I’ve never enjoyed baking, I never watch ‘The Great British Bake-Off’, and I’m probably only jealous because I very rarely allow myself to eat cake. The thing is, I see so many of these extreme cake decorations on my social media feeds (not done by people I know, I’ve no idea who they are or why I’m seeing so much cake), and you can see these cake-bakers have spent at least three days on their creations. And I think to myself, ‘…what’s the point? You’re just going to stuff it into your mouth, grind it to a paste with your molars, and have that piece of work you sweated blood and tears over dissolve in your gastric enzymes…’. And I mean, I know the old saying ‘the first bite is with the eye’, but some of the cakes really are pieces of art – so why work so hard on something that’s going to be horribly destroyed in your stomach? Having said that, I saw one cake just the other day that was supposed to look like a volcano, it had its middle hollowed out to allow for this (that’s the other thing I dislike, the often wasted cake pieces cut off to create a fancy shape) and some kind of dry ice in the middle to recreate ‘lava’ (like you do). They’d melted coloured sweets in the oven to resemble flames of fire for the top, and everything. It must have taken bloody ages! Unfortunately, this cake had a greater likeness to a dog’s dinner. In fact, I’ve seen my cat consume an entire sachet of cat food, then instantly throw it back up again (a result of eating too much grass, methinks), and it was just about as attractive. Look, I can see the need for a show-stopping wedding cake; that kind of cake needs to be a spectacle. And maybe for a very special birthday – when you’re having a party and people are coming over. But on the whole, I’d say bake a standard cake, I’ll allow a sandwich cake; that’s alright. Forget about hollowing out the middle, shaping it into the Cysteine Chapel or Mont Blanc or something. Don’t worry about marbling, or thirty-eight coloured layers. Forget that disgusting dayglo fondant icing that’s rolled on, which tastes so sweet it would rot your head off. Bake a basic cake, slap on a smear of chocolate icing, and eat it. *Ignores the fact that much of bitterness stems from pure laziness and banning self from eating cake*
I’m not good with surprises. I just like to be told what’s going on. I’m a firm believer in being prepared for things. Surprise holidays or birthday parties may be exciting for some, but for me they just cause angst. It would be far kinder to tell me EXACTLY what is happening, leaving no detail spared (I’m talking dates, ETA’s, expected duration [this is of vital importance], other invitees, etc etc). That way, I know precisely what to wear/pack/expect/psyche myself up for. And if it’s an occasion for which I’m going to be expected to tidy the house (let’s face it, no other bugger in my house will do it), then of course, I’m going to need to know. I’m not even that great with other peoples’ surprises. I don’t feel I can trust myself to keep a secret. With this failing of mine in mind, I think it’s best we’re all honest and above board about things. It’s safer that way. *Worriedly prepares self never to receive a surprise (or fancy cake) ever again*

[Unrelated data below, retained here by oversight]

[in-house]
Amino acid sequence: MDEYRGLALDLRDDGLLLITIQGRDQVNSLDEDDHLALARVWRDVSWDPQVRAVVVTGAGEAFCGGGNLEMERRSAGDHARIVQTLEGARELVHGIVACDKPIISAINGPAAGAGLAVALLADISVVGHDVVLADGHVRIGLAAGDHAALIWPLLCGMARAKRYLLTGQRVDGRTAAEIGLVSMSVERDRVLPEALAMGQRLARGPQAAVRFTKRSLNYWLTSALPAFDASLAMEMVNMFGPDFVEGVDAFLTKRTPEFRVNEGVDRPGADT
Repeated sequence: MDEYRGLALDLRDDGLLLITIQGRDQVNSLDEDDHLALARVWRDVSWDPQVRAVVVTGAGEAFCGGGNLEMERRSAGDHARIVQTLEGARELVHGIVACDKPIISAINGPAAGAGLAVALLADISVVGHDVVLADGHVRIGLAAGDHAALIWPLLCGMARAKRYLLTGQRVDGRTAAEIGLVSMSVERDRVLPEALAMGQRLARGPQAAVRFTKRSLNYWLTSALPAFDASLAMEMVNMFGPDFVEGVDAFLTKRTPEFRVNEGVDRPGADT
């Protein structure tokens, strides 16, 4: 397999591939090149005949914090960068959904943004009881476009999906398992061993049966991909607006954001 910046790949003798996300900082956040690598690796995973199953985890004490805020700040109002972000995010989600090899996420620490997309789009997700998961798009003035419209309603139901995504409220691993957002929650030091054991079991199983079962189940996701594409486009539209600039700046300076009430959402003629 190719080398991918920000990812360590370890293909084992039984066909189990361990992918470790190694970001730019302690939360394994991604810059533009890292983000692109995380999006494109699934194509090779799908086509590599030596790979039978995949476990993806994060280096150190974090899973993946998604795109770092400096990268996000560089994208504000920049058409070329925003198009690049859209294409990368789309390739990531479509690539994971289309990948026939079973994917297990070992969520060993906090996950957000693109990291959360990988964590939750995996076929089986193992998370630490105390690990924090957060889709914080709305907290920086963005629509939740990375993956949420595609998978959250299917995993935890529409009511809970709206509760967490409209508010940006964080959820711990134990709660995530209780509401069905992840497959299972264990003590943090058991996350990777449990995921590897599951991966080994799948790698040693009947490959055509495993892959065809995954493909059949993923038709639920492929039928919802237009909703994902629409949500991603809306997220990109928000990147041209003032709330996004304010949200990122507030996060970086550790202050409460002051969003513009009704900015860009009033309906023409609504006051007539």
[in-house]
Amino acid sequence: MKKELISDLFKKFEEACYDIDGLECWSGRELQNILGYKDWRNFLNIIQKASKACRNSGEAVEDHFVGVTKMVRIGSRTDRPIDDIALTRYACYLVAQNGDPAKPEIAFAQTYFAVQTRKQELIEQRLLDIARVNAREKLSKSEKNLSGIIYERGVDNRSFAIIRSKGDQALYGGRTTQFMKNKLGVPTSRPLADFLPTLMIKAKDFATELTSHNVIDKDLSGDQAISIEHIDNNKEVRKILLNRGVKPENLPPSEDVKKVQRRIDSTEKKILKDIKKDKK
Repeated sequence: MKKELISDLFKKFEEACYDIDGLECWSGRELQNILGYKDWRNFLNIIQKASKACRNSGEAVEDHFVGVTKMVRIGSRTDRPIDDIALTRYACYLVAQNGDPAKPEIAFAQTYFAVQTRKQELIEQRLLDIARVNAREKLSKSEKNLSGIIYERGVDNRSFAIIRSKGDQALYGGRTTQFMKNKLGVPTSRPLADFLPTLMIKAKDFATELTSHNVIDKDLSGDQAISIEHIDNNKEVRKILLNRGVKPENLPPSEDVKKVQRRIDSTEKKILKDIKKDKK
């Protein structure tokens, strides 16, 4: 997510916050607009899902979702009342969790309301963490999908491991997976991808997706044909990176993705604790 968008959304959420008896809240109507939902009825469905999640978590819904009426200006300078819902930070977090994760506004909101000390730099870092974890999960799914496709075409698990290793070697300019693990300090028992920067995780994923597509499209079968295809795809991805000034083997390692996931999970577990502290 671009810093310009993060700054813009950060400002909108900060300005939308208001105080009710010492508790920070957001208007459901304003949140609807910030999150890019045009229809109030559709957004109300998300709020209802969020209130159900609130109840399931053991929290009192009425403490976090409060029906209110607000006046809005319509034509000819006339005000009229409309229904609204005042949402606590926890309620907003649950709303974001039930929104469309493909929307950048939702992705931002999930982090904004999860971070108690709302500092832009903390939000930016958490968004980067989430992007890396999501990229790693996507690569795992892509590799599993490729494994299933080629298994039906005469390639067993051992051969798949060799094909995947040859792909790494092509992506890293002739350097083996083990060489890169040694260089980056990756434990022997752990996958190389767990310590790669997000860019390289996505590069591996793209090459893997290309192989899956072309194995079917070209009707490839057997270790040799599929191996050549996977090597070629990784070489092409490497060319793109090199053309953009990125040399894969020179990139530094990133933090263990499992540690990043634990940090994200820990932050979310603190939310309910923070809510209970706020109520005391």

5: Photographing your bare feet in the foreground on a sandy beach/by an outdoor pool whilst on holiday, then posting it on social media
I dare say I have been guilty of such an offence in the past. You could probably delve through my Facebook feed, scrolling back many years, and maybe you’d find one. Maybe. Probably. But I hope I’ve grown since then. Mind you, the temptation to do it is immense, I agree. I was just in the French Alps on holiday the other week, lying on a sun lounger by the outdoor pool, and in a strange kind of mesmeric and dream-like state, I found my phone being hypnotically raised to photograph my feet. But luckily, there was a mortified voice in my head that screamed out, ‘what are you, a monster?!’ and the mission was aborted. I think we can all agree that we dodged a bullet there. Especially with my weird feet.
Okay, I think I’d better wrap it up now. I’ve offended half my readership as it is. And Georgina (or was it Georgiana?) has vowed never to visit this site again. But there were so many more I.Just.Can’t.Even’s I had to miss out; subjects like, ‘is it an essential parenting requirement that I make conversation with my child’s monosyllabic school friend during an after-school dinner?’, or ‘why I don’t like musical mash-ups’ (I’ve been watching a lot of Glee re-runs lately, and you really shouldn’t mix two perfectly good songs together), or ‘should I be losing my sh*t every time somebody writes, “don’t mind if I do/it would be rude not to” beneath the photograph of a cocktail on Facebook or Instagram?’. But we’d be here all night. And none of us want that.